Two factors came into play on the outbound. First, a decent hill begins just north of Colorado Highway 66. It's about a 1.9% grade over the span of 2 miles. That's not terrible, but then there is the second factor; wind. It was not a strong gale or powerful gust, but a steady flow at around 7-8 mph judging by the flags. It was just enough to make you feel it and crank up the power out put. As a result, while I had hoped to tackle the hill at around 16 mph, I was often much slower.

Things did pick up as I crested the hill and there were a couple of other short down hills and the a big one before the turn around. Anticipating the climb back up out of the turnaround, I shifted into my lowest gear and had no problem moving forward back up. The climb out of the turn was slower, but now the wind was at my back and while steeper, it was a much shorter hill.

The great thing about an out-and-back course where the out is harder and slower is that the back is easier and faster. Much faster as it turned out. I hoped to be clocking about 25 mph but it turned out to be more like 34 for large sections. I got dropped by a few younger guys on bikes with race wheels, but mostly I was passing.

The road was mostly but not entirely closed to traffic. They must have been letting locals in and out. At one point, I was behind a box truck and I cruised down hill, I realized that I was gaining on it! I began to wonder what the drafting rules were for vehicular traffic. That said, I really did not want to be right behind a truck that could slam on the breaks without warning. I thought I might have to pass him which was also not my first choice. Fortunately, just as I was about to ease left and try it, he turned off the road and I was able to open up again without any worries of bike vs. truck.

Though things flattened out during the last 3 miles or so of the bike course, I managed to stay at or above 24 mph even though my power was not dropping back below 200 watts. I kept going hard until there was about a tenth of a mile left and cruised easy to the crash line and dismounted easily. Then it was another fast run into the transition area.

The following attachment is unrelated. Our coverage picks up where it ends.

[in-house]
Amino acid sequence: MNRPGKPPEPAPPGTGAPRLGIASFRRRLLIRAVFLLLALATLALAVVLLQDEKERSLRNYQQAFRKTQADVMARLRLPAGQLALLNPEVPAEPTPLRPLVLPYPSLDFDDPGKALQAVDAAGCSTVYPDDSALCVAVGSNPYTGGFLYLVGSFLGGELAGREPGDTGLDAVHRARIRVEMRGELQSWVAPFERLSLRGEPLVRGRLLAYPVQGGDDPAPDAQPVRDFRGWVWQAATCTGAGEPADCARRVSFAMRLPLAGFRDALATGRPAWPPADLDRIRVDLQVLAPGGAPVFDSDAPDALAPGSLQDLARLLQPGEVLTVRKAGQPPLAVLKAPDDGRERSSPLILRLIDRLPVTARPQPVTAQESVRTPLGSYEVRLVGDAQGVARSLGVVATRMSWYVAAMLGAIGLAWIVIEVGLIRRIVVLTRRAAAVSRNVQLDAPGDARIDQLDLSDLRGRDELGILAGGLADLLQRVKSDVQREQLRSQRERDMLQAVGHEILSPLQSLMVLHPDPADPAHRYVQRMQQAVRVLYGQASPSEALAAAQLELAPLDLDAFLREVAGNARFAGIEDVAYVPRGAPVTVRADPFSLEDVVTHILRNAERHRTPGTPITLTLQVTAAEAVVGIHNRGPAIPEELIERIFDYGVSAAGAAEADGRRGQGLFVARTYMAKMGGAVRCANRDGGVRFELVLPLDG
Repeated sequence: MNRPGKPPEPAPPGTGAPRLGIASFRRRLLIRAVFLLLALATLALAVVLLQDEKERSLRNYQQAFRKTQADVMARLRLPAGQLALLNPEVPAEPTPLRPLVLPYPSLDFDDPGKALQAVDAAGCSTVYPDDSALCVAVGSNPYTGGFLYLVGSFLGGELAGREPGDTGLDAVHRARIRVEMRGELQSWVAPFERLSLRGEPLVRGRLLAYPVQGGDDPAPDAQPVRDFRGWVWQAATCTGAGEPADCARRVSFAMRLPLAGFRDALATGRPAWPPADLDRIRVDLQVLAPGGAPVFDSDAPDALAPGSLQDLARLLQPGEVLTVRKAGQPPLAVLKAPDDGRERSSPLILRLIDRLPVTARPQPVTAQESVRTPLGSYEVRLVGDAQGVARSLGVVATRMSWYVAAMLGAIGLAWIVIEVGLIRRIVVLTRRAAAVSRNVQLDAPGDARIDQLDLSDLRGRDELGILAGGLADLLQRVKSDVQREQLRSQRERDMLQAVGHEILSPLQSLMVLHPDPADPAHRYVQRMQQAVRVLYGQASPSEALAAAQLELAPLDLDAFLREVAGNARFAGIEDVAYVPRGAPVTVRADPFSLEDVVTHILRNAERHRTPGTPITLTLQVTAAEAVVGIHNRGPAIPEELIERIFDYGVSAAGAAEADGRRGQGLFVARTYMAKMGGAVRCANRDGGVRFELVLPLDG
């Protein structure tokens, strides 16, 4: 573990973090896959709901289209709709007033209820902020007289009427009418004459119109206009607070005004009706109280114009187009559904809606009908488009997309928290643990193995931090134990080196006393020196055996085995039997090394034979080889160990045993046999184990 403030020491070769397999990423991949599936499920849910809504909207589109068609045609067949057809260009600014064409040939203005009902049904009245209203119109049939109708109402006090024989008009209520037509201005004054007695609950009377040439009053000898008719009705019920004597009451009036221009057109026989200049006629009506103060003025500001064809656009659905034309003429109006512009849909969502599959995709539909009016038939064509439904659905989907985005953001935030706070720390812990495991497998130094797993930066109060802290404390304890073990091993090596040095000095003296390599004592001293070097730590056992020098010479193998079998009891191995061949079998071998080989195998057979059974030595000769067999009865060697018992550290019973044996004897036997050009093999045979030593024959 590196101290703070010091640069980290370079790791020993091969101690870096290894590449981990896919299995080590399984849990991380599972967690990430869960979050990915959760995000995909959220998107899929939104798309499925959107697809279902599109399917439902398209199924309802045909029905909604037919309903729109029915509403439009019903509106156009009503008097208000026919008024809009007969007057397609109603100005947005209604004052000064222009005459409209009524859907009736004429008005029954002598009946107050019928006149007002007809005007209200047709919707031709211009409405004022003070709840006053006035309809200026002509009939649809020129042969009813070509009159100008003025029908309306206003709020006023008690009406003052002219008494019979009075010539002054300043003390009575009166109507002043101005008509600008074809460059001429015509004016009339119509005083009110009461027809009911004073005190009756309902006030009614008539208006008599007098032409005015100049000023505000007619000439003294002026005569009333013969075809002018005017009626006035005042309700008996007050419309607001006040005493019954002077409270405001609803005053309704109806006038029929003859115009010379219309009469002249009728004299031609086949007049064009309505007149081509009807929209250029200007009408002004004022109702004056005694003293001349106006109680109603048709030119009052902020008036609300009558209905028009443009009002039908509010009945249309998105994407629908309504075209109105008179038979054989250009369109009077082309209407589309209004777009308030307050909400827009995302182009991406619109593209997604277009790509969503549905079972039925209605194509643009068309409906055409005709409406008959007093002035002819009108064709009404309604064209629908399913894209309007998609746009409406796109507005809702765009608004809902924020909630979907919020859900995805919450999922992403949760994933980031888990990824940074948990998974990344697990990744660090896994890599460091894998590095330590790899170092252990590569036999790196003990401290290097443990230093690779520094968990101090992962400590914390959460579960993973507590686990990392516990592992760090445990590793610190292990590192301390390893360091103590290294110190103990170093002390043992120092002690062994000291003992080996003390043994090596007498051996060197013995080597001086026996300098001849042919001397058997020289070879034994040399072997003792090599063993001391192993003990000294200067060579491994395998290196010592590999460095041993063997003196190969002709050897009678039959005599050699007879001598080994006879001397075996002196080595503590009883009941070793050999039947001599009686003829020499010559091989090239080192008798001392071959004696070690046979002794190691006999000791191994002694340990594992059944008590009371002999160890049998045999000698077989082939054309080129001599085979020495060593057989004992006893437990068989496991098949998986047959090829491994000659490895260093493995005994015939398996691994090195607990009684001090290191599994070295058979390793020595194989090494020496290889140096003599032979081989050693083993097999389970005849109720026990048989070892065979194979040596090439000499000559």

My Time: 38:34
Official Time: 39:13

My rack space was at the far end of the area so I ran quickly and benefited from not having to maneuver around anyone else. Everything got done quickly and efficiently here, my chill from the swim long gone. I had my helmet off, bike shoes off, run shoes and visor on and I was rolling out. I put my watch back on it's band and my race belt on as I ran out.

My Time: 1:37
Official Time: 1:23

The Run
Like all tris, the real test is the run. In a sprint, it's a question of how long can you maintain a very intense effort. I was pleased to see my time out of the finish area was sub 8:00 and I felt okay. I've done enough suffering during training over the winter that I hardly notice it.

This is an unpaved section of the previously mentioned County Road 26 and during the first mile, the surface is a little rough. There had been rain in the area the night before so while I did not have any mud puddles, there were plenty of small divots and other ankle-twisting hazards along the way. I kept an eye on someone a ways ahead of me and moved where she did.

The courses biggest challenge is a hill leading up to the first mile. I knew my pace would slack going up it but I pushed to stay in the low 8:00 range and did a pretty good job. My Garmin notified me that the first mile split was 8:02 which was slower than my goal pace. However, there were going to be plenty of opportunities to pick it up.

Just after the one mile marker, I was headed down hill and was clocking a speed of around 7:20 per mile which, for me, is pretty fast. I kept that up all the way to the turn around and then did my best to stay below 8:00 pace on the way back up the hill. It's not especially steep, just long. I kept my eyes on the top and just kept pushing.

The reward was going down the hill that marks the end of the first mile. I actually got under a 7:00 pace a few times here and then stayed in the low 7:00 range for the remaining section of the run. This is a fairly flat area but I again had to navigate the rough road. Fortunately, that did not prove to be too difficult and soon I was happily approaching the finish.

It's safe to say I left all of my effort on the course so there was no sprint to the line, but then none was needed.

My Time: 23:29
Official Time: 23:26

My Overall Time: 1:17:54
Official Overall Time: 1:17:55

I've done enough race reviewing (especially of this one) over the years that I think I'll abstain this year. Suffice it to say that I recommend the SOST to anyone who is either a first timer or to any veteran who wants to get their season started a little early without having to travel. I suspect that I'd enjoy doing the HITS race in Grand Junction, but that is clear across the state so not high on my list. This sprint is a good way to tune up for the upcoming season.

My main focus now will be on the Mountain Top Experience Ride on June 21. This is a 106 mile ride with over 10,000 feet of elevation gain. Much to do between now and then and I'll do my best to document those efforts here.

Thanks for reading and whenever and wherever you are racing, Good Luck!

No comments:

Post a Comment